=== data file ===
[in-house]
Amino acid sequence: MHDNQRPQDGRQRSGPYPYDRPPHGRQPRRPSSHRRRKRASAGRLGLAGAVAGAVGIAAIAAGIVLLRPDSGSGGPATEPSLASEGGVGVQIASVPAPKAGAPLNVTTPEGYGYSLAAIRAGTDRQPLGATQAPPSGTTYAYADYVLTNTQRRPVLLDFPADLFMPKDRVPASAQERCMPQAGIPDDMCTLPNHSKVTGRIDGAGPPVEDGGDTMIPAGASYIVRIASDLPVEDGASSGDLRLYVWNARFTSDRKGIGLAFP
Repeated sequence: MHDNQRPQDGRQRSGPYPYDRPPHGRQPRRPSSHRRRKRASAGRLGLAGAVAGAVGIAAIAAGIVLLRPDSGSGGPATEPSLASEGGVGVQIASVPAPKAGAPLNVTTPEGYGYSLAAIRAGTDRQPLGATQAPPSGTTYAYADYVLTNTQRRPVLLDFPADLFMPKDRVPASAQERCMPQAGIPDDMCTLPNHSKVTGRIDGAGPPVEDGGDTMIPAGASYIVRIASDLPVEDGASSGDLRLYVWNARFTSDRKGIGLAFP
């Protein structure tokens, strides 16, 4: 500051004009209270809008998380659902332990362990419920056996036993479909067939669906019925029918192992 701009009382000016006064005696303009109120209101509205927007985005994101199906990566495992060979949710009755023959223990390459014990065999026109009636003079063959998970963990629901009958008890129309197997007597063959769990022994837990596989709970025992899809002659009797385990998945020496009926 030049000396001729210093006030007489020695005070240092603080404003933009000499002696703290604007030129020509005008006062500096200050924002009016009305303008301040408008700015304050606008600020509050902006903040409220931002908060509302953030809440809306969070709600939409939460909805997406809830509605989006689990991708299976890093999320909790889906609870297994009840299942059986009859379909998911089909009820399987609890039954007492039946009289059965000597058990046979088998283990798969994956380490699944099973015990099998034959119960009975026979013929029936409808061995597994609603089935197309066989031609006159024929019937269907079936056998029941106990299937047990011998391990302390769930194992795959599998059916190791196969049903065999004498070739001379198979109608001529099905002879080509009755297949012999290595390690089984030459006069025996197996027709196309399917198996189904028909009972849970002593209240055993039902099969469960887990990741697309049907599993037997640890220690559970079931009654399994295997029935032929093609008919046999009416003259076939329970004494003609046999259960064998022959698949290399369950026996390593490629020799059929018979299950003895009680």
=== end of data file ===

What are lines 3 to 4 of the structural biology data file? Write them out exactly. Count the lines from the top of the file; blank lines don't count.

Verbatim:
Repeated sequence: MHDNQRPQDGRQRSGPYPYDRPPHGRQPRRPSSHRRRKRASAGRLGLAGAVAGAVGIAAIAAGIVLLRPDSGSGGPATEPSLASEGGVGVQIASVPAPKAGAPLNVTTPEGYGYSLAAIRAGTDRQPLGATQAPPSGTTYAYADYVLTNTQRRPVLLDFPADLFMPKDRVPASAQERCMPQAGIPDDMCTLPNHSKVTGRIDGAGPPVEDGGDTMIPAGASYIVRIASDLPVEDGASSGDLRLYVWNARFTSDRKGIGLAFP
């Protein structure tokens, strides 16, 4: 500051004009209270809008998380659902332990362990419920056996036993479909067939669906019925029918192992 701009009382000016006064005696303009109120209101509205927007985005994101199906990566495992060979949710009755023959223990390459014990065999026109009636003079063959998970963990629901009958008890129309197997007597063959769990022994837990596989709970025992899809002659009797385990998945020496009926 030049000396001729210093006030007489020695005070240092603080404003933009000499002696703290604007030129020509005008006062500096200050924002009016009305303008301040408008700015304050606008600020509050902006903040409220931002908060509302953030809440809306969070709600939409939460909805997406809830509605989006689990991708299976890093999320909790889906609870297994009840299942059986009859379909998911089909009820399987609890039954007492039946009289059965000597058990046979088998283990798969994956380490699944099973015990099998034959119960009975026979013929029936409808061995597994609603089935197309066989031609006159024929019937269907079936056998029941106990299937047990011998391990302390769930194992795959599998059916190791196969049903065999004498070739001379198979109608001529099905002879080509009755297949012999290595390690089984030459006069025996197996027709196309399917198996189904028909009972849970002593209240055993039902099969469960887990990741697309049907599993037997640890220690559970079931009654399994295997029935032929093609008919046999009416003259076939329970004494003609046999259960064998022959698949290399369950026996390593490629020799059929018979299950003895009680």